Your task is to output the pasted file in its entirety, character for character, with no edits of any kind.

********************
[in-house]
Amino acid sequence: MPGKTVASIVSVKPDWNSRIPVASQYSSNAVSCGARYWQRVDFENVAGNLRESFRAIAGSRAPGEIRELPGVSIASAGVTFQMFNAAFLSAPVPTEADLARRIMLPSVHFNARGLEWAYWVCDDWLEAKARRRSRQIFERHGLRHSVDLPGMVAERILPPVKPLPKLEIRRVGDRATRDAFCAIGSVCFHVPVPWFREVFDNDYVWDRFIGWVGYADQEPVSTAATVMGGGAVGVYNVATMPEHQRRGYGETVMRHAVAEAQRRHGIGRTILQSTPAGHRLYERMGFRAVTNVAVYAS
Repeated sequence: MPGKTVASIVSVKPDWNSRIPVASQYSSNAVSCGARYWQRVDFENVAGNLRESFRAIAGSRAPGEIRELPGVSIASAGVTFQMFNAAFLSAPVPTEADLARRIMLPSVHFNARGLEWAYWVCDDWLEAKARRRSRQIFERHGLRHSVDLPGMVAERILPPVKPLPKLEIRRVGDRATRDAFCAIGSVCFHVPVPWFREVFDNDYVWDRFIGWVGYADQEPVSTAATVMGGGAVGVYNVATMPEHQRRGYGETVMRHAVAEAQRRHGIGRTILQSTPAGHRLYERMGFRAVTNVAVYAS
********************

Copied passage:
[in-house]
Amino acid sequence: MPGKTVASIVSVKPDWNSRIPVASQYSSNAVSCGARYWQRVDFENVAGNLRESFRAIAGSRAPGEIRELPGVSIASAGVTFQMFNAAFLSAPVPTEADLARRIMLPSVHFNARGLEWAYWVCDDWLEAKARRRSRQIFERHGLRHSVDLPGMVAERILPPVKPLPKLEIRRVGDRATRDAFCAIGSVCFHVPVPWFREVFDNDYVWDRFIGWVGYADQEPVSTAATVMGGGAVGVYNVATMPEHQRRGYGETVMRHAVAEAQRRHGIGRTILQSTPAGHRLYERMGFRAVTNVAVYAS
Repeated sequence: MPGKTVASIVSVKPDWNSRIPVASQYSSNAVSCGARYWQRVDFENVAGNLRESFRAIAGSRAPGEIRELPGVSIASAGVTFQMFNAAFLSAPVPTEADLARRIMLPSVHFNARGLEWAYWVCDDWLEAKARRRSRQIFERHGLRHSVDLPGMVAERILPPVKPLPKLEIRRVGDRATRDAFCAIGSVCFHVPVPWFREVFDNDYVWDRFIGWVGYADQEPVSTAATVMGGGAVGVYNVATMPEHQRRGYGETVMRHAVAEAQRRHGIGRTILQSTPAGHRLYERMGFRAVTNVAVYAS